Frequently asked questions

Capital gains are the increases in value of assets that you own, such as stocks and property. The government likes to consider a portion of this gain as income so that making money in this way doesn’t occur tax-free. In Canada, taxpayers are liable for paying income taxes on 50% of the value of their capital gains in a given year. This means that you must take half of whatever you made in capital gains, add that amount to your income, and then subject that total income to income tax. The tax rate applied to the taxable portion of your capital gains will vary depending on your income and tax situation.

In Canada, there are a variety of legal ways to avoid paying capital gains tax. As detailed in this article, six of them are to (1) put your earnings in a tax shelter; (2) offset capital losses; (3) defer capital gains; (4) take advantage of the lifetime capital gain exemption; (5) donate your shares to charity; and (6) use the capital gain reserve.

If you own and are planning to sell rental property in Canada, you have limited options for avoiding paying capital gains tax on 50% of the profit on the property. However, it can be advantageous to sell at a specific time. If it’s getting toward the end of a tax year when you decide to sell, consider postponing the sale until after the new year to push the capital gain recognition into the next tax year. Doing this can delay your tax payment. That said, if your income is variable, you may not want to put it off because the gains can also serve to reduce the amount you pay in tax. For instance, if your income in the year the gains are recognized is lower than usual, you may pay a lower income tax rate and, thus, less tax on the capital gains. Another strategy is to match the sale of the property on which there is a gain with the sale of an asset on which you’ve taken a loss. If you sell these in the same tax year, the loss will cancel out some amount (or all) of the gain, reducing the amount on which you owe tax.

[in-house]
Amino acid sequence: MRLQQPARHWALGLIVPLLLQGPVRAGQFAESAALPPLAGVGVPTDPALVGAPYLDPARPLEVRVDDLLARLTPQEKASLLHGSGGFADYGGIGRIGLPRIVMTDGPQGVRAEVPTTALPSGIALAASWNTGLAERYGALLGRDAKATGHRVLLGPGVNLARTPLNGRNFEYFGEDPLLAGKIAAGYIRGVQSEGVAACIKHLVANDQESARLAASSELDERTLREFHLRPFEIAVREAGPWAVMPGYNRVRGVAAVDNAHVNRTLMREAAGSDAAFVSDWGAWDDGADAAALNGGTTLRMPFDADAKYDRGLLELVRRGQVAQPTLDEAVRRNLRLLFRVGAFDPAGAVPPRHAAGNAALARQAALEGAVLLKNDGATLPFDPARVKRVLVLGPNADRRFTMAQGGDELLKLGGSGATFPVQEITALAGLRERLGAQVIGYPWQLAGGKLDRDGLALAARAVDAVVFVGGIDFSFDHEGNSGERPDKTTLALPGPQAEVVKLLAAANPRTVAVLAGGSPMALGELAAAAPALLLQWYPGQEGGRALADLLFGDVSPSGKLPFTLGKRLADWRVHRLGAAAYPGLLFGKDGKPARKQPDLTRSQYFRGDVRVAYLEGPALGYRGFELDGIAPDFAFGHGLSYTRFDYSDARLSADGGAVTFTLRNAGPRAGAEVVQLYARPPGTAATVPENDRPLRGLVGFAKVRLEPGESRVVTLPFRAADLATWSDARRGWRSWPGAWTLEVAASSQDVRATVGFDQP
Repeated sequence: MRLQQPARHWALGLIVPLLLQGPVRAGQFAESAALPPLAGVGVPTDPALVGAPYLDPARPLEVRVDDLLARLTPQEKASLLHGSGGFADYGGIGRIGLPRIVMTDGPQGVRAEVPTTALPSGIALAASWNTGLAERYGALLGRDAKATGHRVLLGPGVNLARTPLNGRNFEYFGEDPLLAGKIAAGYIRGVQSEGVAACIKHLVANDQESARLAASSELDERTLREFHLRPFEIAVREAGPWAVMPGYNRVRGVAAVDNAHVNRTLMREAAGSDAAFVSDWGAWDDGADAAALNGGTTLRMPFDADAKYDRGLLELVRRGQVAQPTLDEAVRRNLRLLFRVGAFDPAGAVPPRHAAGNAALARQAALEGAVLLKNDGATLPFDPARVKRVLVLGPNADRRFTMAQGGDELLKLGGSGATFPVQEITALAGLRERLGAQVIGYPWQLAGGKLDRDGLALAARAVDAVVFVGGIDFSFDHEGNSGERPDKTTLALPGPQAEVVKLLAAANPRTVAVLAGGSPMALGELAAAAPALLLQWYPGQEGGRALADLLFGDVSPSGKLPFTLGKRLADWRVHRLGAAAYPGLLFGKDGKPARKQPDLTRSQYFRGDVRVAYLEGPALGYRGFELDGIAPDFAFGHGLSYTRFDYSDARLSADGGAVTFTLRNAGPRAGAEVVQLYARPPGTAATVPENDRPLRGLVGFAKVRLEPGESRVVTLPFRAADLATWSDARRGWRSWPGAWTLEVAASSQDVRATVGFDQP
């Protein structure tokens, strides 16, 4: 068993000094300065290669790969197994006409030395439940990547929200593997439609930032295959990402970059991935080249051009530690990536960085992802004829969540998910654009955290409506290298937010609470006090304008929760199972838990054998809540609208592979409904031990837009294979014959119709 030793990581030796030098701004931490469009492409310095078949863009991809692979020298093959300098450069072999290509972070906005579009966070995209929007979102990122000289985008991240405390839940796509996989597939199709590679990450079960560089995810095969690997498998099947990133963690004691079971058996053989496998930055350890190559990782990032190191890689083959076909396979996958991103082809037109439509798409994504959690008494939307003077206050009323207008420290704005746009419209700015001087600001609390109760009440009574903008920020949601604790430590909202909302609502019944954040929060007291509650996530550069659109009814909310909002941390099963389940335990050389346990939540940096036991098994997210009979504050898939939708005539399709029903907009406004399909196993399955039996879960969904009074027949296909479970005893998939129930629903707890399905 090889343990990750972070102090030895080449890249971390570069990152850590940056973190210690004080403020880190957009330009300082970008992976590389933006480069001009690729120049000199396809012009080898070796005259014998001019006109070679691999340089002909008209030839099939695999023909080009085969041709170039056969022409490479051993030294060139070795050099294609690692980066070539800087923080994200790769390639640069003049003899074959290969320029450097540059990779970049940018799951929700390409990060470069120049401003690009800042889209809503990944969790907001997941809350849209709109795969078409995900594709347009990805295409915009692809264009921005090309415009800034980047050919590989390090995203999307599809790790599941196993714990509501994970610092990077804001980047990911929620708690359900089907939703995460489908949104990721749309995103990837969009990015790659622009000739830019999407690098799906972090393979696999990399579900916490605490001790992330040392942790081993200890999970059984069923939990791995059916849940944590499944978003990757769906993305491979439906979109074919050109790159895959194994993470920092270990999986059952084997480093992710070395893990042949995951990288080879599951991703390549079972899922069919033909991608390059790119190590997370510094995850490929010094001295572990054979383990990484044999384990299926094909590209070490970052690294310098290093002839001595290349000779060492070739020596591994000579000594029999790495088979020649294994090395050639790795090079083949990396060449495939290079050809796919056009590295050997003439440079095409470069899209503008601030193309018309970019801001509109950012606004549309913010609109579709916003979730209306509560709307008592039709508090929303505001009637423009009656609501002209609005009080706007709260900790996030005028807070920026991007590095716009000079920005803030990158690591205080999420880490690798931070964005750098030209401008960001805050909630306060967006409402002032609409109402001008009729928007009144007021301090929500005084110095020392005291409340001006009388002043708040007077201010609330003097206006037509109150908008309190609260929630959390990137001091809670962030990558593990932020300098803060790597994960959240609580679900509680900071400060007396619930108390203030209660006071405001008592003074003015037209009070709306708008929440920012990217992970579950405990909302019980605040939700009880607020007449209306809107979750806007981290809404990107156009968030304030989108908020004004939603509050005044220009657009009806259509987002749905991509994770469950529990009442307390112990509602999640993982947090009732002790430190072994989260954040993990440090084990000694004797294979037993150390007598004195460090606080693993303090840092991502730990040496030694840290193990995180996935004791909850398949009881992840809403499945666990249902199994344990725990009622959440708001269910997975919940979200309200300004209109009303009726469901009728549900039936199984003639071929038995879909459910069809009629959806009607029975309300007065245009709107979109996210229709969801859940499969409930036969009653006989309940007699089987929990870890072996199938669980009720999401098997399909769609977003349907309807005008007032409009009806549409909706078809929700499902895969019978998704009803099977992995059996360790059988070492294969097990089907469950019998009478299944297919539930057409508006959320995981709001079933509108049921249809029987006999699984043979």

Rules about capital gains tax on a second property in Canada are the same as those that apply to any other asset. Whether the second property is a vacation house, a home in another location, or an investment property, all that matters (from a tax perspective) is that it isn't considered your primary residence. This means that you cannot apply the principal residence exemption (which states that you do not owe capital gains on the profit from the sale of your primary residence) to the sale of a second property.